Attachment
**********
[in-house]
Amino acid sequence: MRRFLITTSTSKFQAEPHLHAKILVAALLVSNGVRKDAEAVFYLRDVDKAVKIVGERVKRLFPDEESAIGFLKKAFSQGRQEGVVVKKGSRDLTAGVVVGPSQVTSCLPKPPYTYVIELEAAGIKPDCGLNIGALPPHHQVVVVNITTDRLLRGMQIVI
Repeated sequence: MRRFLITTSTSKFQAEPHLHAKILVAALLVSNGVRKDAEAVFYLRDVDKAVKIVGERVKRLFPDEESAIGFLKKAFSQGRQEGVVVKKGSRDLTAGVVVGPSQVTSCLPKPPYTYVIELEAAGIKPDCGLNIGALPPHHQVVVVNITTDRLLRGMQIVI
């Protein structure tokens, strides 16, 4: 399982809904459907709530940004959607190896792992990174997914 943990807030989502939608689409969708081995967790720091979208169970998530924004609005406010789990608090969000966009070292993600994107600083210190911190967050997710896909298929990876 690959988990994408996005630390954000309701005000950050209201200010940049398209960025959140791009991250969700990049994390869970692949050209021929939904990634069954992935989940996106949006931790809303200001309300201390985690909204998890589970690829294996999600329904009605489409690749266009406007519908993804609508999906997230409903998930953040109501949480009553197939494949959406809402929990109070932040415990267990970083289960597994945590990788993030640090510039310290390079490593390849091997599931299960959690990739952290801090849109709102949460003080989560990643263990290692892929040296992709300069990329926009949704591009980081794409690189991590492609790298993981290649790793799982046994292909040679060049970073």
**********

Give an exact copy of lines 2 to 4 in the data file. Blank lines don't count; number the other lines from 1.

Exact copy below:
Amino acid sequence: MRRFLITTSTSKFQAEPHLHAKILVAALLVSNGVRKDAEAVFYLRDVDKAVKIVGERVKRLFPDEESAIGFLKKAFSQGRQEGVVVKKGSRDLTAGVVVGPSQVTSCLPKPPYTYVIELEAAGIKPDCGLNIGALPPHHQVVVVNITTDRLLRGMQIVI
Repeated sequence: MRRFLITTSTSKFQAEPHLHAKILVAALLVSNGVRKDAEAVFYLRDVDKAVKIVGERVKRLFPDEESAIGFLKKAFSQGRQEGVVVKKGSRDLTAGVVVGPSQVTSCLPKPPYTYVIELEAAGIKPDCGLNIGALPPHHQVVVVNITTDRLLRGMQIVI
């Protein structure tokens, strides 16, 4: 399982809904459907709530940004959607190896792992990174997914 943990807030989502939608689409969708081995967790720091979208169970998530924004609005406010789990608090969000966009070292993600994107600083210190911190967050997710896909298929990876 690959988990994408996005630390954000309701005000950050209201200010940049398209960025959140791009991250969700990049994390869970692949050209021929939904990634069954992935989940996106949006931790809303200001309300201390985690909204998890589970690829294996999600329904009605489409690749266009406007519908993804609508999906997230409903998930953040109501949480009553197939494949959406809402929990109070932040415990267990970083289960597994945590990788993030640090510039310290390079490593390849091997599931299960959690990739952290801090849109709102949460003080989560990643263990290692892929040296992709300069990329926009949704591009980081794409690189991590492609790298993981290649790793799982046994292909040679060049970073």